Elder abuse is not only physical abuse. There are many different forms. Older adults can be victims without a scratch. Why older adults become targets are multi-factored. Loneliness, depression, dementia and just old fashioned belief that people are good, make seniors vulnerable. Here are some other forms of abuse that effect older adults.


When someone volunteers or is paid to be a caregiver and they do not provide enough food, proper shelter, poor living conditions or reasonable healthcare they are neglectful. Signs include poor hygiene, unattended medical needs or weight loss. These symptoms can be signs of other things so be sure to visit the home environment.

Emotional Abuse

Anything that causes consistent distress or anguish is emotional abuse. Emotional abuse is humiliation, intimidation and threatening.  Symptoms include withdrawing from activity and depression. Some emotional abusers care about their ward, they are simply burned out. These people need a break and counselling/support to deal with their situation. Caregivers who don’t know how to properly deal with those with dementia can be unintentionally cruel. Paid caregivers need a break or to find another profession.


Exploitation is illegally taking someone’s funds, property or assets.  The perpetrator can be a stranger from another country, a family member or trusted caregiver. Seniors need to be made aware of phone schemes, as AI makes them more convincing. Exploiters close to the victim often push other family members away. Make sure you maintain a close relationship with your older relatives and visit often.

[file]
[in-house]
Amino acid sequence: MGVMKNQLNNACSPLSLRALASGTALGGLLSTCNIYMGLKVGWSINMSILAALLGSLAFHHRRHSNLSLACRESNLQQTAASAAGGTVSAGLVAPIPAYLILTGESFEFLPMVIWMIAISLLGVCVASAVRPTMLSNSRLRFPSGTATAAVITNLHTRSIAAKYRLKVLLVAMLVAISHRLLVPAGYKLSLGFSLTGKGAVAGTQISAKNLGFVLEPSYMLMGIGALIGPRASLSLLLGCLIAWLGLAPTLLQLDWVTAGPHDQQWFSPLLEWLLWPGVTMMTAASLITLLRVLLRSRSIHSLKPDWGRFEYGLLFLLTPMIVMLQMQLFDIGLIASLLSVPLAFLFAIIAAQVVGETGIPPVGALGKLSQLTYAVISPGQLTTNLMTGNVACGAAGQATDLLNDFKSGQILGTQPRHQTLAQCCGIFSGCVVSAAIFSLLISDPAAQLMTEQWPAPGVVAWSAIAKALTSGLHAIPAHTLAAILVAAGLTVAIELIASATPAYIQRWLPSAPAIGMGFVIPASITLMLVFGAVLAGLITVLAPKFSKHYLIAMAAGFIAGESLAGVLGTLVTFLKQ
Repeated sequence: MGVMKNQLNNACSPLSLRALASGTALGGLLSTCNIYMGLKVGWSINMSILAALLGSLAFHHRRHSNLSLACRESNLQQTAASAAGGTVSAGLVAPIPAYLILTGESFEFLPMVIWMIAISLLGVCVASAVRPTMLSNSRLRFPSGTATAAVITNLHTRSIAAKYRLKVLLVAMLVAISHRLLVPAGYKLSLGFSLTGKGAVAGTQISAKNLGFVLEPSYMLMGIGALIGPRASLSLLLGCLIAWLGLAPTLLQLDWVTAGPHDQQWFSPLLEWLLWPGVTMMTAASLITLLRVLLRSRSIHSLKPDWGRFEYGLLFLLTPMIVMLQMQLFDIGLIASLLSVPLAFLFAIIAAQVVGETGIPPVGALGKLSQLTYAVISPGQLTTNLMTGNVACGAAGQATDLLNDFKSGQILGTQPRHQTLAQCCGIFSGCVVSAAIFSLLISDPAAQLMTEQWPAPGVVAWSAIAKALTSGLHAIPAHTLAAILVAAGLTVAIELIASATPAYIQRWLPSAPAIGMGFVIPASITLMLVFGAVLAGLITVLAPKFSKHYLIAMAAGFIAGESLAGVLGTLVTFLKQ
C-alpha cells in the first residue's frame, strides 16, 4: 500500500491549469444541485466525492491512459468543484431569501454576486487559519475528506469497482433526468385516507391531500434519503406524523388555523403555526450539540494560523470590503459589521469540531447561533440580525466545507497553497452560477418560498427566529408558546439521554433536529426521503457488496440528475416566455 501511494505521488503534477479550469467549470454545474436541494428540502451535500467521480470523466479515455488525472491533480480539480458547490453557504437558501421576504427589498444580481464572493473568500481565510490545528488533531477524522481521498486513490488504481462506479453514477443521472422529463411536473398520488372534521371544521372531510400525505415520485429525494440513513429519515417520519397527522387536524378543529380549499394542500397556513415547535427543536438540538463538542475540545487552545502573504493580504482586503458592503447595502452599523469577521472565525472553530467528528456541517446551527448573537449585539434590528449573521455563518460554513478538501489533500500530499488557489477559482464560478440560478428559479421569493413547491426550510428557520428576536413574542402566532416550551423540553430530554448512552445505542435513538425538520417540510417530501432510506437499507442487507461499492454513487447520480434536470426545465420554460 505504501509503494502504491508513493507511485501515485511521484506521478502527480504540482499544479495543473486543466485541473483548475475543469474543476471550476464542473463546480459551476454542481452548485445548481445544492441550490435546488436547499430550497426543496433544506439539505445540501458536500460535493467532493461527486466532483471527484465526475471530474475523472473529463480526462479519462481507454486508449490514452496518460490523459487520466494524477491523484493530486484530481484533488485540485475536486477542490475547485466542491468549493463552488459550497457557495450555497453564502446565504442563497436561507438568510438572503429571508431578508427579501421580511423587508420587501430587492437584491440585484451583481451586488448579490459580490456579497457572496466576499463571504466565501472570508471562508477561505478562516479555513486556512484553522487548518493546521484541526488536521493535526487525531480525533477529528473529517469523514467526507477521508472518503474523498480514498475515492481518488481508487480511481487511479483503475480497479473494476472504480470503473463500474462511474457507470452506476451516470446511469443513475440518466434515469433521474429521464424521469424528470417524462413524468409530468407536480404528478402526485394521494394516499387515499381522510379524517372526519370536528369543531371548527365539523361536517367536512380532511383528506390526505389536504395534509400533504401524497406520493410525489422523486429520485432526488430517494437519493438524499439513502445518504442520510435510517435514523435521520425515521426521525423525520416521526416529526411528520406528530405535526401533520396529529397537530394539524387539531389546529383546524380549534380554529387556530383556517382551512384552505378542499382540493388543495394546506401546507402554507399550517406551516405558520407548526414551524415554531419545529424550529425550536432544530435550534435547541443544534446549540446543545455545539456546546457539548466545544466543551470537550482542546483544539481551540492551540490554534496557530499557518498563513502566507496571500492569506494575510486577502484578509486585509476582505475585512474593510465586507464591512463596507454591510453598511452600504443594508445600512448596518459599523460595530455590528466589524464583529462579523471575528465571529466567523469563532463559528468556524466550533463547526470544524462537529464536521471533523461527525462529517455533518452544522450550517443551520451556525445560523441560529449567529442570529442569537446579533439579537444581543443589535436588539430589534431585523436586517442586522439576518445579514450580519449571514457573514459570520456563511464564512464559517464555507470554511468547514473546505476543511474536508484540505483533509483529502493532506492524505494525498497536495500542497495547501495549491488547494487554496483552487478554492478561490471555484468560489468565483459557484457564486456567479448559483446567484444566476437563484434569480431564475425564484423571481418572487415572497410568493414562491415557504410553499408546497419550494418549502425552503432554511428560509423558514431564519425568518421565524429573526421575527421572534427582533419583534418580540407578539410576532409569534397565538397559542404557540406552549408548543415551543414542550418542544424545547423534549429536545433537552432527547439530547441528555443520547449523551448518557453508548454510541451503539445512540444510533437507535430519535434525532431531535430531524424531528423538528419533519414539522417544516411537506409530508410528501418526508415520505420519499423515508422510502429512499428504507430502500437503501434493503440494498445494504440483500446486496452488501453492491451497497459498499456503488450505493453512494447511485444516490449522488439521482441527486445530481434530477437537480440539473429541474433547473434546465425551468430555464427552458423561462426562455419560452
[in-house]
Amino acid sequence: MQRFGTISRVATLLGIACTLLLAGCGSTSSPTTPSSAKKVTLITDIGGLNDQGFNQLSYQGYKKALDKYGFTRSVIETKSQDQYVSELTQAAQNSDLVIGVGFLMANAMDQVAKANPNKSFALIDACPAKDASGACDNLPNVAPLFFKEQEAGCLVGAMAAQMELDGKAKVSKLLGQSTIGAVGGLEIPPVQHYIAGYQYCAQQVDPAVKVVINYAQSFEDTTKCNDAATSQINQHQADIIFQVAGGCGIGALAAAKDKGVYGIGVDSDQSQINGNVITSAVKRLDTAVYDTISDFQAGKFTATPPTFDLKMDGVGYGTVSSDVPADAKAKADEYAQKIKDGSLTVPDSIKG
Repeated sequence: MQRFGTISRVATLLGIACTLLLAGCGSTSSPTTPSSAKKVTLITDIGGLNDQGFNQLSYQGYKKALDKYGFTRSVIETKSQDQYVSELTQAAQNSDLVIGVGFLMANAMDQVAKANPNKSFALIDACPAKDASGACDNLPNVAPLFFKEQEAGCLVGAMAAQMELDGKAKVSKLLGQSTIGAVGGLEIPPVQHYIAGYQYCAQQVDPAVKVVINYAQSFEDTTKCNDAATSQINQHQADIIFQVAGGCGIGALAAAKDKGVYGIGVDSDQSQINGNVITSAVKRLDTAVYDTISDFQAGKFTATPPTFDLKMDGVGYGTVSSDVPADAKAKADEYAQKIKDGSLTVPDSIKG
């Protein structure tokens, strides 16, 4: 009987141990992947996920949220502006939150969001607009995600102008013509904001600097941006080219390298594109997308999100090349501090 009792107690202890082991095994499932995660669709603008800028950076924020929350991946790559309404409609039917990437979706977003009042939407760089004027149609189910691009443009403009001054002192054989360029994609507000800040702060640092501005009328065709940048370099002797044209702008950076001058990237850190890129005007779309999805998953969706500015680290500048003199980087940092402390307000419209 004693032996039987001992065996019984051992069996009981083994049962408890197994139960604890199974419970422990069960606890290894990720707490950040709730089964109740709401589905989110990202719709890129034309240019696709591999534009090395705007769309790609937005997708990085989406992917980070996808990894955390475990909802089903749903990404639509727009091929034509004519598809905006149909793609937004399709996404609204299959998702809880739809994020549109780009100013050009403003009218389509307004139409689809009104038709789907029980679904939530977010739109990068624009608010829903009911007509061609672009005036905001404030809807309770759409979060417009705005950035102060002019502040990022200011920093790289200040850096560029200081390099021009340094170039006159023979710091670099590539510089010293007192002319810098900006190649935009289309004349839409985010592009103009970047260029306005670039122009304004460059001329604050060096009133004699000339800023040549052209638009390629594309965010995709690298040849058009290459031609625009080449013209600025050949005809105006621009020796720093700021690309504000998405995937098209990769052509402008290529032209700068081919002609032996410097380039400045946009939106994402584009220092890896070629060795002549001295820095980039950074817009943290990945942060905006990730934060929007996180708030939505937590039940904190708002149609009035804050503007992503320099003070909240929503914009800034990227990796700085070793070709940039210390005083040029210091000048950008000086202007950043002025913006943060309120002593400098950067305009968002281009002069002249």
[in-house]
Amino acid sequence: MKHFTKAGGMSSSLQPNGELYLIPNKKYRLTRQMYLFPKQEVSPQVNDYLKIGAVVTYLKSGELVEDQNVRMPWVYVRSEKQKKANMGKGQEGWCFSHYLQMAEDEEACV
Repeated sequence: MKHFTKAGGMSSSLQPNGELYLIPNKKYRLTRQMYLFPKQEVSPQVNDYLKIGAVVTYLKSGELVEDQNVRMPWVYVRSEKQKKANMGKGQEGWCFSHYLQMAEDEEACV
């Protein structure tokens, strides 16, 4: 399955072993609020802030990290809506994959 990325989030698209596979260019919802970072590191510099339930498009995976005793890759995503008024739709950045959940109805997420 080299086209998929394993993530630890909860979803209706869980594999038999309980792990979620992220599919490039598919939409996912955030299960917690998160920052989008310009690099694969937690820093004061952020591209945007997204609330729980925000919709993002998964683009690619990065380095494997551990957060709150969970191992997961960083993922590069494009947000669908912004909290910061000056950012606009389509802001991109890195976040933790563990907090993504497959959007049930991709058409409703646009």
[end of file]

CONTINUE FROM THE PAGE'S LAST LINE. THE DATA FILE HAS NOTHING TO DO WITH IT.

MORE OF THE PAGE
Where to turn

If you suspect emotional abuse or neglect you will want to reach out directly to the person’s health care provider for an evaluation. Health care professionals are required to report any suspected abuse. If the potential victim has a relationship with a banker, financial advisor or lawyer, you can consult with them about exploitation. Many of them are also required to report abuse.

You can contact adult protective service in the older adult’s county yourself. Your name will remain confidential. In Summit County, Ohio the number is: 330.643.7217. If someone needs help as a caregiver of someone with dementia, contact the 24 hr. Alzheimer’s hotline, run by the Alzheimer’s Association: 1.800.272.3900.

Older adults deserve our respect but their are many bad actors out there waiting to exploit their vulnerability. If there is any lesson to be learned it is to keep in close contact with your older relatives. Know who interacts with them in person, phone, mail or email. Call and visit often so you can notice changes.